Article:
Stock Market: The Bulls Refuse To Bow
The blasts that roared through central London left more than 50 dead, with 20 or so people still missing, and hundreds injured. But the Brits refused to back down in the face of such acts of terror, and the bulls on both sides of the pond followed suit. Just one day after the deadly bombings of July 7, the Financial Times Stock Exchange (FTSE) 100 index of leading U.K. shares rose 1 percent, to almost reach the levels achieved before the bombers struck. Its U.S. counterpart, the Dow Jones Industrial Average, rose 146 points to 10449, and the NASDAQ Composite gained 37 to reach 2112 points.
For the most part, this resilience has continued. Even the trading pause in London on July 15, to commemorate those killed in the bomb attacks, did not deter the FTSE’s advance, which climbed 13.8 points to reach 5259.7 - the eleventh time in 12 days that the London-based exchange has posted a gain. U.S. investors’ confidence was not shaken, either. The bulls got a boost from a fairly upbeat jobs report showing employers adding 146,000 workers to their payrolls in June. In addition, they were cheered by the news that the June unemployment rate fell to 5.0 percent, down 0.1 percent from
Earnings season kicked off in early July, providing investors with a positive start as Alcoa reported a 14 percent jump in second quarter earnings. Experts are expecting that profit growth for the Standard & Poor’s 500 Index (S&P 500 index) will be about 7.4 percent year over year - a more than respectable figure. They note that the profit growth for the S&P index won’t come close to the whopping 25 + percent growth in the second quarter of 2004, but they urge investors to remember that the 2004 numbers represented an extraordinary performance. It might be best to consider the more "normal" 7.4 growth rate predicted for this earnings season as a continuation of the stellar growth achieved in 2004 - a sign that profits continue to grow. Be aware that most companies usually are conservative in their earnings estimates, and that "beating the street" estimates often results in a welcome jump - sometimes short-lived -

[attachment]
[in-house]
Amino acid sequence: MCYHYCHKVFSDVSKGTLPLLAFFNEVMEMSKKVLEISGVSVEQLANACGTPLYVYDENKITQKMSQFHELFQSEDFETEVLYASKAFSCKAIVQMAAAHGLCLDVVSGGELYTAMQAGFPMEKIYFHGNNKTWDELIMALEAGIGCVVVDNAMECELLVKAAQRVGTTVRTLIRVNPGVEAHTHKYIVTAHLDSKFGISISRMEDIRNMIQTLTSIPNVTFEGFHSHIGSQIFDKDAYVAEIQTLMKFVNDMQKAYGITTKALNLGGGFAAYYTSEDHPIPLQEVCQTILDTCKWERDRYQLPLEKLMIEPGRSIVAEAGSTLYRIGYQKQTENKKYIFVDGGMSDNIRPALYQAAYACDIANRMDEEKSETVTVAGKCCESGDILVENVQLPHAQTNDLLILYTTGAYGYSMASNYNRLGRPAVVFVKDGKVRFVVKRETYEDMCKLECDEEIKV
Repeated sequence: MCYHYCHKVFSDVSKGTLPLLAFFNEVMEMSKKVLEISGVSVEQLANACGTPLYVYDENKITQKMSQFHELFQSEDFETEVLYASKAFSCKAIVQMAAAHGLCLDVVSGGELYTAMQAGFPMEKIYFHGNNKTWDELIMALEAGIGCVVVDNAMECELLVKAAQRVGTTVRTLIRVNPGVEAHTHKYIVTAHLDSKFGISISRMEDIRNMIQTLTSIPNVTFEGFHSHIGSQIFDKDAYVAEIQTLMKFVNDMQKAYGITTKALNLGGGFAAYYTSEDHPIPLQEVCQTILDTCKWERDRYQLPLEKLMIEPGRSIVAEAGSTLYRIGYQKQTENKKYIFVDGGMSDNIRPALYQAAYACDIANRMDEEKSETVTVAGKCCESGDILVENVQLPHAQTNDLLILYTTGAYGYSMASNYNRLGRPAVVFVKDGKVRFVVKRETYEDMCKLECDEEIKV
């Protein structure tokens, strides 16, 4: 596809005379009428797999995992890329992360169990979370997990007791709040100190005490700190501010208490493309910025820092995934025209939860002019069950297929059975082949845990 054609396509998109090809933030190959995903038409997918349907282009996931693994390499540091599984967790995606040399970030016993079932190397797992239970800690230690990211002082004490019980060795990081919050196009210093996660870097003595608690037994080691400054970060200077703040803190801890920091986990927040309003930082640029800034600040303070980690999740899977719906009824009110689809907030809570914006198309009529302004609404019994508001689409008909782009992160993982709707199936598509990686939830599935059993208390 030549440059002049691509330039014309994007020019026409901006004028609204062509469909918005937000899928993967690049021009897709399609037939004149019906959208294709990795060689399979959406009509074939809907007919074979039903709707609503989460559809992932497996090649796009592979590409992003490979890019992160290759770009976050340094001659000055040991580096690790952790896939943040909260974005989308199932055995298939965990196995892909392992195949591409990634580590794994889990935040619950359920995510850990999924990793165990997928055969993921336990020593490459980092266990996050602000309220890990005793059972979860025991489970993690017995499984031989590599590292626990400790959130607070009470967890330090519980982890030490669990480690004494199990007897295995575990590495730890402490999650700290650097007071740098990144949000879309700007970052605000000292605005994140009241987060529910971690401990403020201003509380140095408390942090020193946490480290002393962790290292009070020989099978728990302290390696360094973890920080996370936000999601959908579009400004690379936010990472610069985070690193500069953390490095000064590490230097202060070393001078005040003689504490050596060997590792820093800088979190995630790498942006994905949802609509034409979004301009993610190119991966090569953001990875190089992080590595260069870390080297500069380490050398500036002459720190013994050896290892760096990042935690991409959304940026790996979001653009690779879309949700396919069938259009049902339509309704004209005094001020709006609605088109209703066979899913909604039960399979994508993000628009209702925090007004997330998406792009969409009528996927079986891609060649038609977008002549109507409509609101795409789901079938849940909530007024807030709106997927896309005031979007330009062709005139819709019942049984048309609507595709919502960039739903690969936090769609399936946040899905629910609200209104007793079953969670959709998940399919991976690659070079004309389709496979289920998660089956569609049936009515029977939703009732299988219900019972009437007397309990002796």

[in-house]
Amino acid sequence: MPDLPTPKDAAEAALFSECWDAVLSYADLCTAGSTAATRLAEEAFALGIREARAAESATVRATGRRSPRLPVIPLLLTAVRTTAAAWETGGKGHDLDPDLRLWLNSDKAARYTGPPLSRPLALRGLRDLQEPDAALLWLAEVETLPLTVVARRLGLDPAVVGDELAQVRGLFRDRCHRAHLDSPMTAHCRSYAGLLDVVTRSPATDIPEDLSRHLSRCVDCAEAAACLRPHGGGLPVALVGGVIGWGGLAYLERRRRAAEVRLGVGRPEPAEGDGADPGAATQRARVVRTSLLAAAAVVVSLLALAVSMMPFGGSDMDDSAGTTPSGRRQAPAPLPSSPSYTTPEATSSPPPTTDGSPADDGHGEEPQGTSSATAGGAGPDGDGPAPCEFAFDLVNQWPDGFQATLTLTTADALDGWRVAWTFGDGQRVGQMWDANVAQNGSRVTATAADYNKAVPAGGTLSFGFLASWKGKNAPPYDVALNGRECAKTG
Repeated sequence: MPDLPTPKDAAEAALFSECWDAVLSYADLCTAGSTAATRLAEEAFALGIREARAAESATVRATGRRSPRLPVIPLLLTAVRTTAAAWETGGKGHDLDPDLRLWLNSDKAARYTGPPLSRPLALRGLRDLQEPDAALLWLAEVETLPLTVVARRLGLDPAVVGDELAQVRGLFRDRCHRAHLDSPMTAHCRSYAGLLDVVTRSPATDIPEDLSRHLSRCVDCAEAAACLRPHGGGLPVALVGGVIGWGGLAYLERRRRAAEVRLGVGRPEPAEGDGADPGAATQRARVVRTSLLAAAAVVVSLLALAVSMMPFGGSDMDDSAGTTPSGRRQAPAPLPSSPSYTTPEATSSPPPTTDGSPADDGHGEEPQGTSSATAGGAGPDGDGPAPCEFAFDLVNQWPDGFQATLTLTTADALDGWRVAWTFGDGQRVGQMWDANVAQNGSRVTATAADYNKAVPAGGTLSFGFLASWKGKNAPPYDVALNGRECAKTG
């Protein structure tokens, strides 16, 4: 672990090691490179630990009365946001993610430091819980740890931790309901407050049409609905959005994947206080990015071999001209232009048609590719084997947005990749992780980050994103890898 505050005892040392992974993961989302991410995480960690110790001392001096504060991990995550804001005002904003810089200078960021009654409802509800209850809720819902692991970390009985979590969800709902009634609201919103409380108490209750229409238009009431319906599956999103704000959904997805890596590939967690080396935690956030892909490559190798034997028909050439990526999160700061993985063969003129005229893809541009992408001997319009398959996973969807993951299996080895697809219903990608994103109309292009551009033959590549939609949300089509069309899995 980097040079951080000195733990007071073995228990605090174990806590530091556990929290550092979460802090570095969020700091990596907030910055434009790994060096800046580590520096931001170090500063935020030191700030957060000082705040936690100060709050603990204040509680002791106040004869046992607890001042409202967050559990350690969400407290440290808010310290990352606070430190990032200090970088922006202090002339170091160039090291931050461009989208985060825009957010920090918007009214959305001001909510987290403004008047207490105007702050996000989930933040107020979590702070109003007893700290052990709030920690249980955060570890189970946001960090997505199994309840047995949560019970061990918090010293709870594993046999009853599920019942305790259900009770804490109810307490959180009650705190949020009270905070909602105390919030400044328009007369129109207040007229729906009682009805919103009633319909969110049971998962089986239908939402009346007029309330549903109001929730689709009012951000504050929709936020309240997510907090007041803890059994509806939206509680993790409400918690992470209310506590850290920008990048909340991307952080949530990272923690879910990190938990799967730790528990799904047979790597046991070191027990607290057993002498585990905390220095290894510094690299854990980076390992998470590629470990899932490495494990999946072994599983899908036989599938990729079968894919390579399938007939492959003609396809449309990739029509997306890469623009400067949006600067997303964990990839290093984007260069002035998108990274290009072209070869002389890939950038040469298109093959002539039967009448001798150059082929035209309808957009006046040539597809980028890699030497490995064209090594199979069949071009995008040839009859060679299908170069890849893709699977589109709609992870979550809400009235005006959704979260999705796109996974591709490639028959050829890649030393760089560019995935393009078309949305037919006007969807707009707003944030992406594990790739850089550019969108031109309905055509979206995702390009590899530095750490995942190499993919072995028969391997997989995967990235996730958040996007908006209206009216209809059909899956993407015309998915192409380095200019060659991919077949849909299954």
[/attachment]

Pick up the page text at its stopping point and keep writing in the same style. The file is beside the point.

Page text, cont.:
in a company’s stock price.
Analysts expect the second quarter to look much like the first quarter, with energy and materials driving earnings growth. Not surprisingly, at a time when oil has reached (and surpassed) $60 dollars a barrel, the energy sector is expected to post an earnings growth of more than 30 percent. Also it comes as no surprise to see that defense contractors are expected to show solid performance overall - despite Boeing’s downturn.
Steady gains are expected from utilities and consumer staples. The technology companies in the S&P 500 are expected to post a growth rate of 11 percent - not bad, but a marked change from the glory days of the mid 1990s. The financial services sector, as a result of continued interest-rate hikes, is expected to be fairly flat.
So where does this leave investors? What opportunities do these earnings expectations create? The bulls suggest various possibilities. Some who track corporate buy-backs suggest that the volume of buy-backs recently - significantly more than at comparative times during the last few years - suggests that those in the know think their stock is undervalued. It may be worthwhile to take a look at some of the blue chips that plan to reduce the shares they have outstanding. (A note of caution: make sure the buy-back actually happens. Not all companies follow through on their announced buy-back plan.) Among the various industry sectors, some gurus believe that rising interest rates have hammered the financial services sector, and that stocks of large financial institutions with diversified services may offer investors buying opportunities, as well as paying attractive dividends.
As always, your investment portfolio should reflect your needs and specific situation. Consult your financial advisor and tax professional before making any adjustment to your holdings.